First of all, Walt, people DON'T want universal health care. Haven't you been paying attention? Do you recall that a REPUBLICAN senator was elected in the People's Republic of Massachusetts to fill the seat of the ultimate universal healthcare advocate, former Sen. Ted Kennedy, on this very issue? Have you seen the poll numbers? Do you recall how many incumbents lost their seats last November because their opponents promised to repeal obamacare?

Then, to your medical bill example: You should be aware that in reality, the $1000 billed to your insurer was unlikely to have any relationship to the actual costs, and was more likely an amount your insurer instructed the hospital to bill them. By accepting Blue Cross, the hospital has decided that $680 is adequate payment, so they are not out $320. Someone with other insurance or method of payment would likely pay some different amount.

The person without insurance might pay $500 cash for that procedure, which is probably the best indicator of the actual cost.

If the procedure was an emergency, a person without insurance and without money might eventually not pay anything, so your $680 helps make up for those losses.

Refusing to pay the amount of actual costs isn't a way to control those costs, but a way of discouraging providers from accepting that method of payment. Some doctors no longer accept new Medicare or Medicaid patients.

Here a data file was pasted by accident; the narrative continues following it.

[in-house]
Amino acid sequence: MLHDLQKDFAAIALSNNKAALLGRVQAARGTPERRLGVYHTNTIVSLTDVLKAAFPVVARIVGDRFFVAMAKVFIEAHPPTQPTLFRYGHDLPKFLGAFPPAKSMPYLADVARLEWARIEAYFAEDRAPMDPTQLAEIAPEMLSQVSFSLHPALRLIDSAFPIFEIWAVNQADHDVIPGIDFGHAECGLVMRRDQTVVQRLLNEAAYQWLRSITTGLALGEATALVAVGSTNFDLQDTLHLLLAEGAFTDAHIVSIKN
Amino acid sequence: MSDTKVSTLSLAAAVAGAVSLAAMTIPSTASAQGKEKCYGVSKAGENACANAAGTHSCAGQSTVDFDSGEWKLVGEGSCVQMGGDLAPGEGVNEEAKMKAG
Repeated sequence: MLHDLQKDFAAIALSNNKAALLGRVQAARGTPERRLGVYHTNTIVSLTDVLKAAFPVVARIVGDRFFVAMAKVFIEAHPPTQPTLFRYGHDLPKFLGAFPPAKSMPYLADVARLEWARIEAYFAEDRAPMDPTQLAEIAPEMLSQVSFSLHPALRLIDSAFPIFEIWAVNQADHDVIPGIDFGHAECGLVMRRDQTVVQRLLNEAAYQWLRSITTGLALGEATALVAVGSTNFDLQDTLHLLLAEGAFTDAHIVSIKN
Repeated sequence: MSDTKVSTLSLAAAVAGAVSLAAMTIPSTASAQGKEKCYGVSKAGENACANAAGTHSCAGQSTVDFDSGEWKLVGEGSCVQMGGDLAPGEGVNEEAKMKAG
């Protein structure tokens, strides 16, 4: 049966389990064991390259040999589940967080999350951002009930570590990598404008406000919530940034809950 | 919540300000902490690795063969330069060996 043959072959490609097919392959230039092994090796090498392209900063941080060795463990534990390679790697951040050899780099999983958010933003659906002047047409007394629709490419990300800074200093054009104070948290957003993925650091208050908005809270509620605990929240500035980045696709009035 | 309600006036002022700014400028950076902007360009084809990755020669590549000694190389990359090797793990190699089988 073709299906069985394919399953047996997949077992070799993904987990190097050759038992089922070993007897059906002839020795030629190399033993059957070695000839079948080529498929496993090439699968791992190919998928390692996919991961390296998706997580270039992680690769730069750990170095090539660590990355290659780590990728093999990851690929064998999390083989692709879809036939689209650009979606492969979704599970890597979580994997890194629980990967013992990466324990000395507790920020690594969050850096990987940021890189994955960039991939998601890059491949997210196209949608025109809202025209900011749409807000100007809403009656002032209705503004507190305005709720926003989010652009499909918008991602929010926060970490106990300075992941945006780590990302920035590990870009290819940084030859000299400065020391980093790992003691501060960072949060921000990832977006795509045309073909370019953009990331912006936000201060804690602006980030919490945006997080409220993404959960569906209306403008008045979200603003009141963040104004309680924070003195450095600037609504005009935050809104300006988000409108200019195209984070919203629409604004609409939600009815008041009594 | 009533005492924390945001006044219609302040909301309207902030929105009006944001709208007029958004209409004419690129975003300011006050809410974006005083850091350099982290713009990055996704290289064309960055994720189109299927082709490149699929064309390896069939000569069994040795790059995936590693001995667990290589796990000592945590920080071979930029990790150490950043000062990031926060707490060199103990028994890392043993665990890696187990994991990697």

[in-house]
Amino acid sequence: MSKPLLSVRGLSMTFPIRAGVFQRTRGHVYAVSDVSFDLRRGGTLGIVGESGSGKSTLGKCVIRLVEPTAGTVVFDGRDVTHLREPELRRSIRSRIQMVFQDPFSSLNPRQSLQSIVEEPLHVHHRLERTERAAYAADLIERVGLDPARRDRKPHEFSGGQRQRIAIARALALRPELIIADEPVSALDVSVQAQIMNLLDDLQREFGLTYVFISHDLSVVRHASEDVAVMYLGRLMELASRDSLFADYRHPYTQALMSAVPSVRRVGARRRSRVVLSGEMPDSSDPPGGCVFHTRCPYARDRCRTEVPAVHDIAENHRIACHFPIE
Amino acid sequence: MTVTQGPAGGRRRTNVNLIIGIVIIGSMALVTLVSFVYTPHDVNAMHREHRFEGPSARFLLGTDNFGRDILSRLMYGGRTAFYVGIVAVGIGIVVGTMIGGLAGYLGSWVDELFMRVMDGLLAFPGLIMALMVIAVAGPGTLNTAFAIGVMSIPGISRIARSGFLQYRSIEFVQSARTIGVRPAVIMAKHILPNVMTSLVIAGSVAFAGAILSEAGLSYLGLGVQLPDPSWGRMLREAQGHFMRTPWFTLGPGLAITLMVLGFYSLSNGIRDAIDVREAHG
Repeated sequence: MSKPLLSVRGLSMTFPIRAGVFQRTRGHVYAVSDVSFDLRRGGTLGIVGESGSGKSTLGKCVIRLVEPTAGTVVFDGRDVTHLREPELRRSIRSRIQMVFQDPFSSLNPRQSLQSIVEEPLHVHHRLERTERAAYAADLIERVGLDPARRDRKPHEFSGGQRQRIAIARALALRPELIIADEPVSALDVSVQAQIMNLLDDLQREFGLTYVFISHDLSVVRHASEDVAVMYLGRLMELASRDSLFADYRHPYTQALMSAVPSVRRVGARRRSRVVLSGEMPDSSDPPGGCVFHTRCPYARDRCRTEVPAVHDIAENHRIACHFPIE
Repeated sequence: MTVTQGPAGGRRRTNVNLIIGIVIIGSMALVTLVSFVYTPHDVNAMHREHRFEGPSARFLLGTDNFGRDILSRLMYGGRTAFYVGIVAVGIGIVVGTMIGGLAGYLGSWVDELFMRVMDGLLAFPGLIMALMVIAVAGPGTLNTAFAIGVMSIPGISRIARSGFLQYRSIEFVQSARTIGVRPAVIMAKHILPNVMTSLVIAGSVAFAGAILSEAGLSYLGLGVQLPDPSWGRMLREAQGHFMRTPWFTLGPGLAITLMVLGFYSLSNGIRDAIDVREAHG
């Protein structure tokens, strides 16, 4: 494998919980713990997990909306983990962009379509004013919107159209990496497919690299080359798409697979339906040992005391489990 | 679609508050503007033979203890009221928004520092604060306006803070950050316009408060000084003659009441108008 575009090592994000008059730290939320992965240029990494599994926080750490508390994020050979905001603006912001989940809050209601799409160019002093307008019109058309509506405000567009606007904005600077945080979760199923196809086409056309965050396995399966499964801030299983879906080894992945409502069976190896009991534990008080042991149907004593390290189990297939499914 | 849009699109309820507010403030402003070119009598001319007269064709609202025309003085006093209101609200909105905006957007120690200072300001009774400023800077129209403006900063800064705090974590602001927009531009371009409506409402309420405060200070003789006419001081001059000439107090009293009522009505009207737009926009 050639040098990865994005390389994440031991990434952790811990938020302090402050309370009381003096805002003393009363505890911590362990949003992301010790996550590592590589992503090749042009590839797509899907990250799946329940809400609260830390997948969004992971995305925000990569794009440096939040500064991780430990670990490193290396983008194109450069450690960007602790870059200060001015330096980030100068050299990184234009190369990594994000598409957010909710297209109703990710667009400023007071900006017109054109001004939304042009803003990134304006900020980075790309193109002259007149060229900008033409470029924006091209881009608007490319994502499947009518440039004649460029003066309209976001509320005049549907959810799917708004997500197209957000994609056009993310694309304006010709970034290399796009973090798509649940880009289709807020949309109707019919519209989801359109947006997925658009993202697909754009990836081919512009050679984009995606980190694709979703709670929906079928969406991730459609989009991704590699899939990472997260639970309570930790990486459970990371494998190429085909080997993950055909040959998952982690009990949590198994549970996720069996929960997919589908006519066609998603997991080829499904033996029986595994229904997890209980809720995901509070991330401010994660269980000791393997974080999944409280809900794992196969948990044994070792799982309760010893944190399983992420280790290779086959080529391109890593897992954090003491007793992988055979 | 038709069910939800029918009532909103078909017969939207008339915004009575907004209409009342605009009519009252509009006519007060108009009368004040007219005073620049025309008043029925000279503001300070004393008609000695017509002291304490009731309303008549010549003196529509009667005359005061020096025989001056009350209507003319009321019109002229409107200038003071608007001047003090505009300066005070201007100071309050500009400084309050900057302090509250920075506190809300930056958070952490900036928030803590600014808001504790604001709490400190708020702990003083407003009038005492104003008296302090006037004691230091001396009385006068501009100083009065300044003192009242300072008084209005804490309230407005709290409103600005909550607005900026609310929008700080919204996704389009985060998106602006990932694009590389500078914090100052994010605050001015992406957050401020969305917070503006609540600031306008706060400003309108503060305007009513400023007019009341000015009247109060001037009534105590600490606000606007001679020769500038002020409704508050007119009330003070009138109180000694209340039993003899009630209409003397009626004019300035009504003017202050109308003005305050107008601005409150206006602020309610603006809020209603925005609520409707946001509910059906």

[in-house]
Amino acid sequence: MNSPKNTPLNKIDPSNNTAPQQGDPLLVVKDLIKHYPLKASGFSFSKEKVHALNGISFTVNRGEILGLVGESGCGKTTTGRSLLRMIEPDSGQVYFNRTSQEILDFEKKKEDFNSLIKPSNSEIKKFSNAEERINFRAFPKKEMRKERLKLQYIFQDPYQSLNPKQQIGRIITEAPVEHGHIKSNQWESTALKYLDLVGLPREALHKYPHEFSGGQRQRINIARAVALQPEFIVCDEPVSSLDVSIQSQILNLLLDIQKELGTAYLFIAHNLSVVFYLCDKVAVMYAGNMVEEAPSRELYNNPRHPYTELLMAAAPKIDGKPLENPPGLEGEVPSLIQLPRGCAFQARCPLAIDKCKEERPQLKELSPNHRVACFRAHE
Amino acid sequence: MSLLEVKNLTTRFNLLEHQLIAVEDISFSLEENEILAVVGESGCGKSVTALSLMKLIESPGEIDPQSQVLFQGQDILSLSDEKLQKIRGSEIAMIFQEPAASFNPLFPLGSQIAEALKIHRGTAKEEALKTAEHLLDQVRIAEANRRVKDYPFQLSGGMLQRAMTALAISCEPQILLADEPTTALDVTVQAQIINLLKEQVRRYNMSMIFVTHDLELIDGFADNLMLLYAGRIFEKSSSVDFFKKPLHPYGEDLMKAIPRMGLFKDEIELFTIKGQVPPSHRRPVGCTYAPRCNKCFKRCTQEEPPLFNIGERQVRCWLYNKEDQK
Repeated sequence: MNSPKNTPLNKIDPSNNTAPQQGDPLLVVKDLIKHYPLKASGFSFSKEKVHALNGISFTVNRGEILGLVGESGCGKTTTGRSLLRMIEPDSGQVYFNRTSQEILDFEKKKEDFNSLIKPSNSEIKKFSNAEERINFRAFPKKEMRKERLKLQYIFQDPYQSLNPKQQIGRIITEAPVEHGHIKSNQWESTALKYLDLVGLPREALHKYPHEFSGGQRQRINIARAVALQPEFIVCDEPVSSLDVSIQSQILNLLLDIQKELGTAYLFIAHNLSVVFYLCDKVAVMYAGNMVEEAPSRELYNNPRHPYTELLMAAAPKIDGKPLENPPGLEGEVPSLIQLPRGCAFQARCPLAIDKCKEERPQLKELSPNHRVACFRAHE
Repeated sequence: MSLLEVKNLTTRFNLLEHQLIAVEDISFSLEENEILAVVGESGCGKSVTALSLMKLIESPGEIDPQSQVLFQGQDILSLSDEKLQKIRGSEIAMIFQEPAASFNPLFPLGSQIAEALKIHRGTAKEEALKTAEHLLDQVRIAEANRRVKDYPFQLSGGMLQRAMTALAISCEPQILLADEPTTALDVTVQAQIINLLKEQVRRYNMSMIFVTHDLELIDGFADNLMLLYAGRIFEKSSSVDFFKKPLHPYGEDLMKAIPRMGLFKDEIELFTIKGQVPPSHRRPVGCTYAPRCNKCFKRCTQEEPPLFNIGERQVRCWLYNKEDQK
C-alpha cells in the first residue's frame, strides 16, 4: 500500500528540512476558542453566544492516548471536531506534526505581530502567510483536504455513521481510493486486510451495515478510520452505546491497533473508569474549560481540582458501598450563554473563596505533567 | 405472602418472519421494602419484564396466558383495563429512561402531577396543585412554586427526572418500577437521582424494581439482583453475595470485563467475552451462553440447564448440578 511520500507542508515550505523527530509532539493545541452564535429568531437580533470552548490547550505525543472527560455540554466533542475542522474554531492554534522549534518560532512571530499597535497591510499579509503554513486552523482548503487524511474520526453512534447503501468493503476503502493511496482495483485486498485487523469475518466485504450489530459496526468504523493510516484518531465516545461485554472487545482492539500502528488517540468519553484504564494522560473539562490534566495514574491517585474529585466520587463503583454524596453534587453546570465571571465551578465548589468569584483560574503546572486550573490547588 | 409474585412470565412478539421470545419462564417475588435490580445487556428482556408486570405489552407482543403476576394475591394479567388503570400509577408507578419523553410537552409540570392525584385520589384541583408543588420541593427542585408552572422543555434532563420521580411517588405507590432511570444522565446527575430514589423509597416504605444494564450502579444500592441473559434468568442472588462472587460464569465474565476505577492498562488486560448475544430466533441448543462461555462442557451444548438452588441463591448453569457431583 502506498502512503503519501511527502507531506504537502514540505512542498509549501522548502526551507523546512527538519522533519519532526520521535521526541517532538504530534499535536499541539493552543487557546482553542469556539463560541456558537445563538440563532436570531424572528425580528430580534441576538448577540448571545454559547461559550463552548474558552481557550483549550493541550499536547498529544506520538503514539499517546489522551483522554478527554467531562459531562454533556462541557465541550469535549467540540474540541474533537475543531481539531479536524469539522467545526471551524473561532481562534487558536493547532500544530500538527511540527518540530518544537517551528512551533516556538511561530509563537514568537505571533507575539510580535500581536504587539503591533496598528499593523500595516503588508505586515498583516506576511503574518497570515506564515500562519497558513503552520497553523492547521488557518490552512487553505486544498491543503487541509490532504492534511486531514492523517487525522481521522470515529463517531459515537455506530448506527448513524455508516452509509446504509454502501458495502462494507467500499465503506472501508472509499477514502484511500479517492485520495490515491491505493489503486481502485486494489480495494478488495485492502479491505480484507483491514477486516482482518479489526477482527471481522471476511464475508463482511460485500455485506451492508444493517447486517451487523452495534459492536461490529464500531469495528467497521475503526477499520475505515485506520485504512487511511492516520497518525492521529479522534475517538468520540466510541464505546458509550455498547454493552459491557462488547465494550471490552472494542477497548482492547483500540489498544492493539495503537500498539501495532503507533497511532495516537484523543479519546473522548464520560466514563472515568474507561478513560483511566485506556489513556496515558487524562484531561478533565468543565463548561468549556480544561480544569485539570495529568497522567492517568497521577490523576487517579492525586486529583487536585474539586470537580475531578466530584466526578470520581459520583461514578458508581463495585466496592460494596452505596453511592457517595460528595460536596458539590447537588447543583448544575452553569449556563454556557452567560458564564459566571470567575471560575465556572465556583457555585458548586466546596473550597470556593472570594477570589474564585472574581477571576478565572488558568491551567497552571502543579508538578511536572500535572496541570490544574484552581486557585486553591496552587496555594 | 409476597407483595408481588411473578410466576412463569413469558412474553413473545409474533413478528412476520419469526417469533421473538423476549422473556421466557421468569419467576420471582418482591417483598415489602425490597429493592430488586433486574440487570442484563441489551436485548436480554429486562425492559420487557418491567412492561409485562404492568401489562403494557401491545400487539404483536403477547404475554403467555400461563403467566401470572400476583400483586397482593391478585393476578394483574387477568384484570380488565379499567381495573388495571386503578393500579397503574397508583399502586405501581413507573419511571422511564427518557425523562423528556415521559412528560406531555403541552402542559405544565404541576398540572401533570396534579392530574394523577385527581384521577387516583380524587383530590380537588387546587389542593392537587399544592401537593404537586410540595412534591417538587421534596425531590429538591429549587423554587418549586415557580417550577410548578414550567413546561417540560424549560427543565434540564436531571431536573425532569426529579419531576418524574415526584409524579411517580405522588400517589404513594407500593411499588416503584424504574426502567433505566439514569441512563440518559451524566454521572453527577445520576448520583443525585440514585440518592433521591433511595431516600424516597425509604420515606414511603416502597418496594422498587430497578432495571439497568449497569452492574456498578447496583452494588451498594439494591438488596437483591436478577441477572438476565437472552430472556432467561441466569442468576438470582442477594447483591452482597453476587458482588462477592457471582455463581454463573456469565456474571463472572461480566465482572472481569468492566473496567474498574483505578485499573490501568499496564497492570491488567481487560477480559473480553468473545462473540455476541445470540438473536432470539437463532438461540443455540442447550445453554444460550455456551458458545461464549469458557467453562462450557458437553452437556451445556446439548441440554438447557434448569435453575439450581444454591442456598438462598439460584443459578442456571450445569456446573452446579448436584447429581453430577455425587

At 1/16/2011 3:10 PM, Blogger VangelV said...

U.S. military spending as a percentage of GDP has been in a downtrend, since WWII, and remains at a historically low level.

Actually, it does not. First, given the fact that much of the economy was dedicated to fighting WWII you should be spending much less than you did then in times of peace. Second, having troops stationed in 140 countries around the world is not cheap. Also, hiding some of the expenditures in other places does not change the reality that you spend more on your military than the next ten countries combined.

 
At 1/16/2011 3:13 PM, Blogger Ron H. said...

"I just got my Blue Cross reimbursement bill for a medical procedure I had done. The hospital charged $1000 but my bargaining agent (Blue Cross) used their purchasing clout and said they would pay $680 and the hospital accepted that amount as payment in full. Should I be upset that the hospital is "out" $320 or that someone without insurance (non-unionized) has to pay the $1000? Why do people want universal health care but not universal union representation?"

First of all, Walt, people DON'T want universal health care. Haven't you been paying attention? Do you recall that a REPUBLICAN senator was elected in the People's Republic of Massachusetts to fill the seat of the ultimate universal healthcare advocate, former Sen. Ted Kennedy, on this very issue? Have you seen the poll numbers? Do you recall how many incumbents lost their seats last November because their opponents promised to repeal obamacare?

Then, to your medical bill example: You should be aware that in reality, the $1000 billed to your insurer was unlikely to have any relationship to the actual costs, and was more likely an amount your insurer instructed the hospital to bill them. By accepting Blue Cross, the hospital has decided that $680 is adequate payment, so they are not out $320. Someone with other insurance or method of payment would likely pay some different amount.

The person without insurance might pay $500 cash for that procedure, which is probably the best indicator of the actual cost.